Microsoft is now the ‘adult in the room’ among big tech: Seattle Congresswoman
The so-called FAAMG stocks have been the destination of Washington, DC year-round.
At least most of them.
The CEOs of Facebook (FB), Amazon (AMZN), Apple (AAPL) and Google (toget) were interviewed virtually before Congress this summer and are now the focus of a 451-page report published this week on their business practices.
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Facebook, Google and Twitter (TWTR) will be back for a Senate hearing before the legislature later this month.
But Microsoft (MSFT) - no stranger to inquiries from Congress in recent years - has largely managed to escape the glare.
Rep. Pramila Jayapal (D-WA) during a December hearing in Washington, DC. (Andrew Harrer-Pool / Getty Images)
That's because they're now "in a way, the adults in the room," said Rep. Pramila Jayapal (D., Wash.), A Democratic member of the House Antitrust Subcommittee that deals with the practices of big tech has the last 16 months.
The final report does not call for companies to be dissolved, but does speak of the need for “structural separations” to prevent one part of a company from using another part of its platform to gain an unfair advantage.
The idea is a "roadmap" to restore competition, improve innovation and protect democracy, say the democratic authors of the report, MEPs Jerrold Nadler and David N. Cicilline.
"I had an open door policy"
The Seattle neighborhood of Jayapal includes Amazon's headquarters, and the company's business practices, particularly its use of third-party data, have been one of their main focuses.
It is the job of Congress to ensure that “a company like Amazon cannot put a small diaper-making company out of business simply by using all of the market information that no one else has access to to subsidize losses and crowd out small businesses, "Jayapal told Yahoo Finance.
Jeff Bezos, CEO of Amazon, testifies via video conference during a hearing on "Online Platforms and Market Power" on Capitol Hill in July (Graeme Jennings / Pool via REUTERS).
She also had a less warm relationship with Jeff Bezos, CEO of Amazon. During a Yahoo Finance interview this summer, Jayapal said she had never met the billionaire before. They were practically talking in July when she grilled him during the hearings, but she said this week that communication has been sparse since then.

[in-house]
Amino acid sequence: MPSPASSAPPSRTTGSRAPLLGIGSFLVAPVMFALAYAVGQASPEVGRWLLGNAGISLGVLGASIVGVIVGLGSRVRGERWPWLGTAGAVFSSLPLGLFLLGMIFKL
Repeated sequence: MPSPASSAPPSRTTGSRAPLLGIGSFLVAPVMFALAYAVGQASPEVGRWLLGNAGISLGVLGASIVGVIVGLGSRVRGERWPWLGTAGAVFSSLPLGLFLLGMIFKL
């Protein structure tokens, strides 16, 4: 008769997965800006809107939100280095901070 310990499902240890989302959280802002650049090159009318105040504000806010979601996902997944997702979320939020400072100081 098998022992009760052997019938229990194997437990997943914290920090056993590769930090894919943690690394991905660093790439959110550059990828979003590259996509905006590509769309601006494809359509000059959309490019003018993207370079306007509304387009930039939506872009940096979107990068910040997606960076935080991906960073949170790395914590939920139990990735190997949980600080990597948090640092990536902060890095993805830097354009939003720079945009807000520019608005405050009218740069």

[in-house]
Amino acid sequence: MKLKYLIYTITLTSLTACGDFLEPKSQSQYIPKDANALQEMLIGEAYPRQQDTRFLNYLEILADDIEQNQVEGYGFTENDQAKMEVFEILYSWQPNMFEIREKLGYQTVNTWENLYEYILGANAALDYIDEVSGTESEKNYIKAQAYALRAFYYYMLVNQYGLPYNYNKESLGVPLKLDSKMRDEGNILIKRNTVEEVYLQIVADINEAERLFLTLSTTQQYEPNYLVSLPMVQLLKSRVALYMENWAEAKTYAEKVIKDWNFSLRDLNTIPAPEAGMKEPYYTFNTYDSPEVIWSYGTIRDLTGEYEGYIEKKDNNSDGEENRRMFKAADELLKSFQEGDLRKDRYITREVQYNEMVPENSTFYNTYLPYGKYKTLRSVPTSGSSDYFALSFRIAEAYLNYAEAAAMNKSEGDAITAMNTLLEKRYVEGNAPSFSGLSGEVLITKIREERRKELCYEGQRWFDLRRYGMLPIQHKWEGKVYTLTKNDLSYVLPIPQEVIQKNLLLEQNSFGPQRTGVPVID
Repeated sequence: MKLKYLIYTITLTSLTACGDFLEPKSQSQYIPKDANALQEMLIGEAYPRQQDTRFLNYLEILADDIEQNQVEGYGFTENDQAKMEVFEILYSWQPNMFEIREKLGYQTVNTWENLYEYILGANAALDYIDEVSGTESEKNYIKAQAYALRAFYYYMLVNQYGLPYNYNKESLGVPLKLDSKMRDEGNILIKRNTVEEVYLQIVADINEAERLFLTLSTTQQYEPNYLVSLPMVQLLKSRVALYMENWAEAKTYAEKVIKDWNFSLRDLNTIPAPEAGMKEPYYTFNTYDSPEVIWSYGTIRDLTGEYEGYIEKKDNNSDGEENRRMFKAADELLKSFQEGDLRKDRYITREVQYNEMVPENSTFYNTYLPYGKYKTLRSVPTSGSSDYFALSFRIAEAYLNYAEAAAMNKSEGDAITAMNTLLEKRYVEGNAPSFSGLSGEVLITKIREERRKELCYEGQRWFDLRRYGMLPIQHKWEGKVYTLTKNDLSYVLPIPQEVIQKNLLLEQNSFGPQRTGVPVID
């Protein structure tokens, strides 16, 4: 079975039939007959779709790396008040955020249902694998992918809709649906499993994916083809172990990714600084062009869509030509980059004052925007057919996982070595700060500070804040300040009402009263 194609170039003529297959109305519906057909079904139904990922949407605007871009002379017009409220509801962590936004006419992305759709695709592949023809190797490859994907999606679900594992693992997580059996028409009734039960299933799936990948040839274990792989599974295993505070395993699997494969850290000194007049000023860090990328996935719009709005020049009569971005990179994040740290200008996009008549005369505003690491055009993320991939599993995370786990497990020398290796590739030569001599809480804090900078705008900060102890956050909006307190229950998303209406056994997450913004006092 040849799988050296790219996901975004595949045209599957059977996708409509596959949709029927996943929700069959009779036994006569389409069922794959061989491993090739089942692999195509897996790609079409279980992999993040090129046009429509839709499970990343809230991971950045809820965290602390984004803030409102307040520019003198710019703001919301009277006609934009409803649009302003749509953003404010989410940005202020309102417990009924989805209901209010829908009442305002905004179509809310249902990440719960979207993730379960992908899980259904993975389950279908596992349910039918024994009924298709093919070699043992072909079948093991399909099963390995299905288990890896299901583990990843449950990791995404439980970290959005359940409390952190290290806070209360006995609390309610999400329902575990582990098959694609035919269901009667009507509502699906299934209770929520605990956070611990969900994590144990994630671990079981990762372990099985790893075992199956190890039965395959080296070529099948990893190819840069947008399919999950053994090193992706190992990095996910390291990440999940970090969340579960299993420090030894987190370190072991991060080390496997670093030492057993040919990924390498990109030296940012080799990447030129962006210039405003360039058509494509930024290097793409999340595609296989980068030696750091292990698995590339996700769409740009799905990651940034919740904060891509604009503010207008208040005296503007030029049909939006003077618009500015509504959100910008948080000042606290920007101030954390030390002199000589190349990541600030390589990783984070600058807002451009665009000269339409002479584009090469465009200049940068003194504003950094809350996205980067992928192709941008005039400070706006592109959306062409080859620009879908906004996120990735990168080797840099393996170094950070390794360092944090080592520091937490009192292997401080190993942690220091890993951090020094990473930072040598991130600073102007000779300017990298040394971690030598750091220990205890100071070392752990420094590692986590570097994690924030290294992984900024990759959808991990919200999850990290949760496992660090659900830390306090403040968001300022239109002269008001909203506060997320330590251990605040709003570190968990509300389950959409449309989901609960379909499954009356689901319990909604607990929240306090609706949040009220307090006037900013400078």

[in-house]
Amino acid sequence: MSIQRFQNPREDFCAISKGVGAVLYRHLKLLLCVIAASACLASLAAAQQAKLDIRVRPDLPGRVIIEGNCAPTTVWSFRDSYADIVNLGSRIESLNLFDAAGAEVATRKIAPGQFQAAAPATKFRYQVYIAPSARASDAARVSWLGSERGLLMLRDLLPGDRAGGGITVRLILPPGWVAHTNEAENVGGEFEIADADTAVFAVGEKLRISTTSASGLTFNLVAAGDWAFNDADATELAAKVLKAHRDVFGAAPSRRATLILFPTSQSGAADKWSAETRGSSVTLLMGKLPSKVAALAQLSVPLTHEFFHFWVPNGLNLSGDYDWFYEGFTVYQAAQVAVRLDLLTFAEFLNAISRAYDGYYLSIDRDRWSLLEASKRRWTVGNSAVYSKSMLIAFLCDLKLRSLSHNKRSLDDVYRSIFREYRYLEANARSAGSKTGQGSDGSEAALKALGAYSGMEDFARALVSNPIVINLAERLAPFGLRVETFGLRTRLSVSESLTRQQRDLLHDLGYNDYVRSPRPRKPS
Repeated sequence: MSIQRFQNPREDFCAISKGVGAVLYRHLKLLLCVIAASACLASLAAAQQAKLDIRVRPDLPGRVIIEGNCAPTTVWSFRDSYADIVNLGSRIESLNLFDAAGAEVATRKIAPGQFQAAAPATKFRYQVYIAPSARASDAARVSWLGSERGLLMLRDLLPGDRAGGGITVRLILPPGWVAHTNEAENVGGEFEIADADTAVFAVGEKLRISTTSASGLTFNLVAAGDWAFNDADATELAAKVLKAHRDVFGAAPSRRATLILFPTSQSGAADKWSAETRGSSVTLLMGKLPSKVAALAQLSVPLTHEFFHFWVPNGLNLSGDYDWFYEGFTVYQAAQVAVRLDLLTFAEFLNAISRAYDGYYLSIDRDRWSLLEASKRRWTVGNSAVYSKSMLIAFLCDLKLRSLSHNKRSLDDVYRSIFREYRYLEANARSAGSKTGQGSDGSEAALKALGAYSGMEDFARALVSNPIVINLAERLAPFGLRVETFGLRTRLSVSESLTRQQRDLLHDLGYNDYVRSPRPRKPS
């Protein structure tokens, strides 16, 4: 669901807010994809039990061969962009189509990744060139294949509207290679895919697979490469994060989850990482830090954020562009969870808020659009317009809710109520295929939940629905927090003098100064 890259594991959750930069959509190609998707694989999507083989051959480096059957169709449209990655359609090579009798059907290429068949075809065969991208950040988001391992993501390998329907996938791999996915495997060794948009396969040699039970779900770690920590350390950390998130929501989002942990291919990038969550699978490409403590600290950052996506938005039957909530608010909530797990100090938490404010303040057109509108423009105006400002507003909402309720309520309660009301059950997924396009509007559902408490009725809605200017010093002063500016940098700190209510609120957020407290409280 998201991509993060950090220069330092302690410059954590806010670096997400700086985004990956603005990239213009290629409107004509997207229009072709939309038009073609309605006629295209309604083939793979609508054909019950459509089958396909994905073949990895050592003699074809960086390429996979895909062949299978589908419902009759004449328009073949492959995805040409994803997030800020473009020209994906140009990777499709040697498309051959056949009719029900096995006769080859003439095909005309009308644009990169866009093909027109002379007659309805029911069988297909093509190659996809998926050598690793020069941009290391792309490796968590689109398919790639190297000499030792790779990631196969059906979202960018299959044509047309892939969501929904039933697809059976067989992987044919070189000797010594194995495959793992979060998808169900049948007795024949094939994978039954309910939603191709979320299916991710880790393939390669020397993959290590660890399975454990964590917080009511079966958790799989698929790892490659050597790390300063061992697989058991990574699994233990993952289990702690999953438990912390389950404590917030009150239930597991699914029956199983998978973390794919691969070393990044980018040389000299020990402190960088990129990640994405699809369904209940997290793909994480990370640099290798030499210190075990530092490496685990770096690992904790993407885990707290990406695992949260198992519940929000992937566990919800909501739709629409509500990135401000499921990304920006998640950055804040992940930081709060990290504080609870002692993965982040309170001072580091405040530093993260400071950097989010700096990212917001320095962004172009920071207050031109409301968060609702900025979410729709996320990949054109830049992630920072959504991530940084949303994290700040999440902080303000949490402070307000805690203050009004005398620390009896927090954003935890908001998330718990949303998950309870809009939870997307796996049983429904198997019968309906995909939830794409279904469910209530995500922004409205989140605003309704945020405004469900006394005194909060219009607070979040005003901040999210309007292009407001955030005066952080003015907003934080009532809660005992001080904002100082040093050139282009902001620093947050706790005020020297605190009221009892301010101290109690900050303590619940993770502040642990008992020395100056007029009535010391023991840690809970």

"I had an open house policy to speak to Mr Bezos and have invited him many times," she said. Although she met with senior executives from Amazon.
Microsoft as a counterexample
"The lesson here is that self-regulation doesn't work," Jayapal said. She points to Microsoft as an example Amazon should follow in order to work successfully with the government.
In 1998, Microsoft was the subject of an antitrust investigation by Congress, and many wanted to liquidate the company. In the end, Bill Gates was able to avoid a breakup by promising to change the way his company behaved.
In 1992, photographers focused on Microsoft Chairman Bill Gates when he testified before the Senate Judiciary Committee whether his company was suppressing competition. (JESSICA PERSSON / AFP via Getty Images)
The company had to "change its culture, change its businesses," said Jayapal. The process of government involvement resulted in Microsoft creating a "platform for other small businesses to thrive," she said.
Jayapal is perhaps the most liberal member of the team tasked with investigating Big Tech. Jayapal was elected to Congress in 2016 and is considered a mentor to democratic newbies such as Alexandria Ocasio-Cortez, Ilhan Omar, and Rashida Tlaib.
Jayapal also cited Microsoft's example of why dissolving a company isn't always the best option.
"Maybe in hindsight, Amazon, after we regulated them, after going through some of the recommendations in the report, we will look back and say," You know what? It's good that happened, "she said.
Ben Werschkul is a Washington, DC-based producer for Yahoo Finance.
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